James is introspective, protective of his identity to a degree that sometimes doesn't allow anyone to know who he is, and because of these things he is a very naive and sometimes harsh narrator. However it's through this interior-narrative that we come to know this very genuine boy on the cusp of adulthood and all his fears. Preoccupied with dreams of leaving Manhattan, and the looming threat of college - what he believes will amount to forced socialization with his peers - for a modest home in Kansas where he can be alone with himself, James learns to deal with the world around him through oftentimes difficult interactions with his family members, psychiatrist, and others. When I first read this book, I was close to James' age, in subsequent re-readings I've learned a lot about James, about myself at varying ages, and about what it means to become a person. Hopefully this book can do the same for you.
Saenz tells his stories with an unparalleled insight and empathy for his characters.
We meet Salvador at a turning point in his life, a coming of age where he explores what it means to be adopted, to lose people you love, to struggle with anger and identity. This is a story about the families we create, and of the families that choose us and take us in when we most need it. The Inexplicable Logic of My Life guided me through the many emotions and experiences of it's characters, and ultimately left me with an overwhelming feeling of love, belonging, and hope.
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Nightlights is a visually stunning story about fear and imagination. Alvarez's whimsical and sometimes eerie illustrations tell the story of Sandy, and of the strange girl Morpie who takes perhaps too much interest in Sandy's art. An entirely enchanting all-ages comic.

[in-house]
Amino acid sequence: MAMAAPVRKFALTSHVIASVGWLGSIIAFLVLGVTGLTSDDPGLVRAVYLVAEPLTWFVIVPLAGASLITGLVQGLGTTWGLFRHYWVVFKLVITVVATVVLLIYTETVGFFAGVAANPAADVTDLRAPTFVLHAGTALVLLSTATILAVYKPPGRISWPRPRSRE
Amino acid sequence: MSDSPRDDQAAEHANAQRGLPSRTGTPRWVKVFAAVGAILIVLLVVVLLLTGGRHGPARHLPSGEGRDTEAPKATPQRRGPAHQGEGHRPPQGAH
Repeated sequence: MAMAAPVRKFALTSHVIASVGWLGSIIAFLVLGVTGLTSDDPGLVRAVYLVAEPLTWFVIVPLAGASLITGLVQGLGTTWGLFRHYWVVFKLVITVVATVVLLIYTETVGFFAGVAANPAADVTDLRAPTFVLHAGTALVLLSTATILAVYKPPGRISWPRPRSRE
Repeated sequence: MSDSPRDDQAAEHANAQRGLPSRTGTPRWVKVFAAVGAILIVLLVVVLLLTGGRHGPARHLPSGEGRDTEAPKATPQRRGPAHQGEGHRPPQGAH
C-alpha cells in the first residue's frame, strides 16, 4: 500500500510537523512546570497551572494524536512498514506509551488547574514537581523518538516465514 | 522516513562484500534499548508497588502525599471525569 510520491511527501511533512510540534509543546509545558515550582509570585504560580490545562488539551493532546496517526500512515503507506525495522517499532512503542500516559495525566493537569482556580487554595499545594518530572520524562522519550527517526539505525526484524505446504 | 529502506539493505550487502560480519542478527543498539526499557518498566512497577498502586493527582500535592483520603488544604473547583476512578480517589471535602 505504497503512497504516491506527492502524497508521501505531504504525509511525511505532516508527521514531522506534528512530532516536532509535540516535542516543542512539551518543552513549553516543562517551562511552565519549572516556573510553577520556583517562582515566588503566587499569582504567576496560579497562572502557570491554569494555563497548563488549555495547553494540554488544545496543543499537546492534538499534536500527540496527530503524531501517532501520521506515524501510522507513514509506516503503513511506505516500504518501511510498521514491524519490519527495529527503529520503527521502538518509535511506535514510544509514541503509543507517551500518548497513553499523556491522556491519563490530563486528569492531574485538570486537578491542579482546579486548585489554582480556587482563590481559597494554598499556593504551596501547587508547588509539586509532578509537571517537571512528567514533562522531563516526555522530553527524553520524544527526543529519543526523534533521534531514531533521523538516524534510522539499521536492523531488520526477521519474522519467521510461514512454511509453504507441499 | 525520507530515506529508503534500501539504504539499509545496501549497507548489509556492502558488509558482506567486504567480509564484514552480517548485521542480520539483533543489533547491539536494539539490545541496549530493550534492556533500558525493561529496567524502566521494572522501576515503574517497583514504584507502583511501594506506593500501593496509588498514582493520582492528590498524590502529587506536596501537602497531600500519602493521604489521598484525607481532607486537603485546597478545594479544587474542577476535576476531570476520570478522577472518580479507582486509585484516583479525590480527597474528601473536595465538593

Ruby Elliot illustrates (quite literally) her experiences with depression, anxiety, and self-sabotage in what is equal parts self-deprecating comic and memoir. It's All Absolutely Fine is perfect for fans of Sarah Anderson and Allie Brosh, or for anyone who needs a dash of reassurance that they're not alone in wearing the same pair of pajamas maybe a few too many times, amongst other things.
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My introduction to Hannah Hart took place years ago when I stumbled upon a Youtube video called "My Drunk Kitchen". I was hooked. Here was this funny girl cooking while drunk, making puns, and imparting life lessons. It was great. But unlike many Youtube personalities that integrate the personal with the professional, Hannah Hart was always very private. This memoir fills the gaps between her life as an Internet-Celebrity, and a human person who has survived a staggering amount of hardship, pain, doubt, shame, and even self-loathing. Told with a reckless optimism and humor only she could manage, Buffering is a book of stories about life, mental illness, family, coming out, and I think most importantly: surviving. I highly recommend this title, not just for fans of Hannah, but for anyone who needs a dose reckless optimism in the face of the myriad of things life throws at them.